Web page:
Monday, April 11, 2011

Mars Needs Moms

‘Mars Needs Moms’ is a decent sci-fi adventure for kids that is hindered by a convoluted mythology and the use of Robert Zemeckis’ motion-capture technology and too life-like characters that we seems too lifeless.

Mars Needs Moms is brought to life via the technical wizardry of the motion-capture technology championed by filmmaker Robert Zemeckis. Although Zemeckis sat in the director’s chair for his previous mo-cap features (The Polar ExpressBeowulfA Christmas Carol), with Mars he served only as producer, and handed over the reins to animation specialist Simon Wells (The Prince of Egypt). Overall, Mars Needs Moms is a decent family-friendly sci-fi adventure that suffers partly from a muddled alien mythology -- but is debilitated by the same film making technology meant to enhance its visually imaginative setting and characters.

The film revolves around nine-year-old Milo (played by Seth Green, but voiced by child actor Seth Dusky). He’s just your average pre-pubescent kid, more interested in watching gory zombie movies than doing chores or eating his broccoli at dinner. When Milo’s misbehavior prompts his mother (Joan Cusack) to punish him with an early bedtime, the kid throws an “I wish I didn’t have a mother!” line in her face. She tears up, Milo stews in bed, and eventually he gets up to apologize. When Milo opens his mother’s bedroom, he’s quite shocked to find her literally being kidnapped by Martians -- and then, while attempting to chase down and rescue his mom, being accidentally dragged along on the ride to the red planet. Once there, Milo is befriended by the space traveler Gribble (Dan Fogler), a raucous man-child whose decades-long absence from Earth has left him trapped in the cultural mindset of the 1980s.

Initially Gribble is more interested in making Milo his new “party bro”  than helping him rescue his mom, but eventually the two form a genuine bond and Fogler’s character comes clean about the truth behind his presence on Mars. Gribble and Milo thereafter team up with the rebellious Martian Ki (Elisabeth Harnois) to save his mother from being used to fulfill the heartless plans of the Martian’s leader -- a prune-faced and elderly being referred to as the Supervisor (Mindy Sterling).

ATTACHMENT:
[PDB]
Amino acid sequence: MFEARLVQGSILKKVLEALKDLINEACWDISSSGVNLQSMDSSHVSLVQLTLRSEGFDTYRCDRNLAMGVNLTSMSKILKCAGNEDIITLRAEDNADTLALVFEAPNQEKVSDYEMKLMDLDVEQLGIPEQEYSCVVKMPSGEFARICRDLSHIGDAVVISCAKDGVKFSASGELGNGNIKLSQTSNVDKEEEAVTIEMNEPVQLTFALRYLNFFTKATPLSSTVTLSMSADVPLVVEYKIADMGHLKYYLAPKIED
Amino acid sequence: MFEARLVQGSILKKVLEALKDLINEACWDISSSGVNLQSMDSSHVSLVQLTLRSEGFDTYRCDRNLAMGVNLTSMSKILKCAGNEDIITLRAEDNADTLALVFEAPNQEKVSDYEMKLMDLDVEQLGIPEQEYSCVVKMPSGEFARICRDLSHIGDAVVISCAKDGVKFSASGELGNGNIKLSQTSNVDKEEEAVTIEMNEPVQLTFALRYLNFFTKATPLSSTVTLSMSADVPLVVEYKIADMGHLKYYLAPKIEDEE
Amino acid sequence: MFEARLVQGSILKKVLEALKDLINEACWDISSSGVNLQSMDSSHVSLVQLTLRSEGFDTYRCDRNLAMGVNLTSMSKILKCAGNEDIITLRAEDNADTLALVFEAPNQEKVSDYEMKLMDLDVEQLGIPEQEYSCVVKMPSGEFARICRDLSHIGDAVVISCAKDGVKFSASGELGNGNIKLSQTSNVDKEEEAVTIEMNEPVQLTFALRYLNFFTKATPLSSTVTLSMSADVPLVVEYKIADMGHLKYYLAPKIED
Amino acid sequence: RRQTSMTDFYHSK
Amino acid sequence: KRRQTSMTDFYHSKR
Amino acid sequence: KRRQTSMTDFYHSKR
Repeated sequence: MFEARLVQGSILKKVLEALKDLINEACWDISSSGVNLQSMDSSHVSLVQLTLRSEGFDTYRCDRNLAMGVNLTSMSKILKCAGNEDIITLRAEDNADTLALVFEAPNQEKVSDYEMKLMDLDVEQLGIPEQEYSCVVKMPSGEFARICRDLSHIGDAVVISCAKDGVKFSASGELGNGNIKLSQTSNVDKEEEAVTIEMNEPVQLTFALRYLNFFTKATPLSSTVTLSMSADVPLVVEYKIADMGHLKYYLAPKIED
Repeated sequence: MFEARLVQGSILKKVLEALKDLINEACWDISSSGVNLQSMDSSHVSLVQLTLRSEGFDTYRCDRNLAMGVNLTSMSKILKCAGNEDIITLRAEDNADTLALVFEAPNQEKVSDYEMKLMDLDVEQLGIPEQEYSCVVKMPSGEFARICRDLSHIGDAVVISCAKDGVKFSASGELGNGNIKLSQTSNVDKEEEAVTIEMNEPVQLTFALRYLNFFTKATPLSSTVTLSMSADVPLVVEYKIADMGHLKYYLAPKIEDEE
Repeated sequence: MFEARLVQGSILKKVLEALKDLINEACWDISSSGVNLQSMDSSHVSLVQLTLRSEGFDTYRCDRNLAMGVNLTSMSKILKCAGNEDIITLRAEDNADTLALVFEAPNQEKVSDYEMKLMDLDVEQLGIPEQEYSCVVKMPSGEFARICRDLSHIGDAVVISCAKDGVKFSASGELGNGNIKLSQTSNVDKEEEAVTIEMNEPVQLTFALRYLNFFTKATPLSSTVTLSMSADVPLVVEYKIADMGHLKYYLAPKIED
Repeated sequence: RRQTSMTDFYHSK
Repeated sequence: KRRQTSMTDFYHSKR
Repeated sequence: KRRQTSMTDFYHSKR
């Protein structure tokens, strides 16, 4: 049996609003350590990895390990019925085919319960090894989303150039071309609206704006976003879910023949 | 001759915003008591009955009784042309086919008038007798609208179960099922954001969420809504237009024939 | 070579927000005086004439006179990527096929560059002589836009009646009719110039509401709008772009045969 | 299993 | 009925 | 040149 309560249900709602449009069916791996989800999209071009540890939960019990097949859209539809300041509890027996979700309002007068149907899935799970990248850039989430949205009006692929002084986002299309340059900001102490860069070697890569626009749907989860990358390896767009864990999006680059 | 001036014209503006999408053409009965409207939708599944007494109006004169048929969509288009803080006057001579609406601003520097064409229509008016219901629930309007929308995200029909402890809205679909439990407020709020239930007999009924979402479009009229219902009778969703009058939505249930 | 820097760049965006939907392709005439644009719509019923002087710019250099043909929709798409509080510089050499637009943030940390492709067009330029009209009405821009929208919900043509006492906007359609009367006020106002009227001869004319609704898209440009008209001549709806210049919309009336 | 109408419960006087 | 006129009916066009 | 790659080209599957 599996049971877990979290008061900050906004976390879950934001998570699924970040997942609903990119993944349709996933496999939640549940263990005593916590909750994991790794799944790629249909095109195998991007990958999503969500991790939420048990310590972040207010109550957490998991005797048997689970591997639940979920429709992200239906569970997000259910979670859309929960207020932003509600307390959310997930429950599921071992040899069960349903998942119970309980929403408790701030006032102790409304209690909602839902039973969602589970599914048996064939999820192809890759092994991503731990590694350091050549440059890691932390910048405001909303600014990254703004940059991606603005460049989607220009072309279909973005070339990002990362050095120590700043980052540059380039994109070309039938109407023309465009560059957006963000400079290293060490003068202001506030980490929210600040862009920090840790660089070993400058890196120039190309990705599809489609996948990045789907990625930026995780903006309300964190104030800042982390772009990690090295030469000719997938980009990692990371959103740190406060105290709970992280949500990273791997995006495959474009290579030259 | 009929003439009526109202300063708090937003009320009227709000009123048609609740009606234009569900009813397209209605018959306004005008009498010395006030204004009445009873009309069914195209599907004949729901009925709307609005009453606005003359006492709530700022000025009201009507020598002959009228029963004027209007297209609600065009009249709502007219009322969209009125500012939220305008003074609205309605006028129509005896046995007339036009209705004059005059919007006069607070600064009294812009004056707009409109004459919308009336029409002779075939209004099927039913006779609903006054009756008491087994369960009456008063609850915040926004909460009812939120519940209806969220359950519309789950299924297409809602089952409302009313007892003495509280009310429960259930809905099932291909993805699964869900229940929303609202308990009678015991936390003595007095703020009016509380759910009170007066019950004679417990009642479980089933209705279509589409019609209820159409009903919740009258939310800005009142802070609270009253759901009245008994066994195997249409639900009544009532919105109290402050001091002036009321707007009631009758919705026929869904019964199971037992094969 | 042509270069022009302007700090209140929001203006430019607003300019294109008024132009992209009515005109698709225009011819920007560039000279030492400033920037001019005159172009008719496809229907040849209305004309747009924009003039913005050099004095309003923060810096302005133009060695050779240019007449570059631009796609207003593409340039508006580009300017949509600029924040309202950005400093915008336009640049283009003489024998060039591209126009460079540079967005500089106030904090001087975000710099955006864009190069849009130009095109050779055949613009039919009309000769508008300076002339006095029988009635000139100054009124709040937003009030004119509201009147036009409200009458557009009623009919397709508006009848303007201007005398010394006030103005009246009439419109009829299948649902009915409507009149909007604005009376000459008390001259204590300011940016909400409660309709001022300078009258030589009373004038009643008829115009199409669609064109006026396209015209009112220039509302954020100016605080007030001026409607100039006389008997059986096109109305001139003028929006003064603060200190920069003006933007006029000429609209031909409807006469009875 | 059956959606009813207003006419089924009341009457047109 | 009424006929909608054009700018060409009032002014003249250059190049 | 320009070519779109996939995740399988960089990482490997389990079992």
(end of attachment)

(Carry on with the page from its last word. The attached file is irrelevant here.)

Mars is a world which badly needs mothers, it turns out. It's a female-run planet (shouldn't that be Venus then?) where babies simply pop out of the ground in a kind of immaculate test-tube conception. We don't see any male martians, they are referred to once in the film then forgotten about. "The boys are sent below, where they are raised by the hairy tribe guys". There are no fathers. They don't need fathers. No one needs fathers.

There's a section in the film where family is discussed & the writers go to some quite tortuous lengths to not mention the words 'man' or 'father' anywhere. Keep an eye out for it if you end up watching it. When Milo is asked by a martian what parents are, he replies 'you know, people like my mom, who look after kids like me'.

What kind of message is this for little boys, like the one in this film, & the ones watching this film, who after all must grow up to BE fathers? Here's the message:

You are not needed. A father's role is sperm donor & ATM machine. The miracle of life is a exclusively female domain.

This is a misandric movie because there are no normal, ordinary men in it, only Gribble, a fat, creepy overgrown child (subtext: what little boys will grow up to be if they don't change their ways & get with the feminist program) & Milo's unreliable, absent father, on screen for literally seconds. Milo's future is laid out for us along these two roads.

The female characters, on the other hand, are kick-ass & cooooool... with Ki, the strong, independent, heroic graffiti artist rebel who rescues Milo & saves the day. There are practically no other speaking roles except for her & the mother, who is wholly good. Flawless, in fact. She doesn't have to learn or change or grow, there is no lesson for her. I guess mothers are the target audience for children's films, after all they're the ones that are going to be choosing which films their children see. So i suppose it makes good business sense to pander to their egos.

Overall, though, Mars Needs Moms is actually a decent film for kids, who are likely to be more forgiving of its shortcomings. The film has enough in the way of imaginative visuals and thoughtful themes to tide over parents as well, and is thankfully nowhere near as obnoxious or painful to sit through as it might have been.


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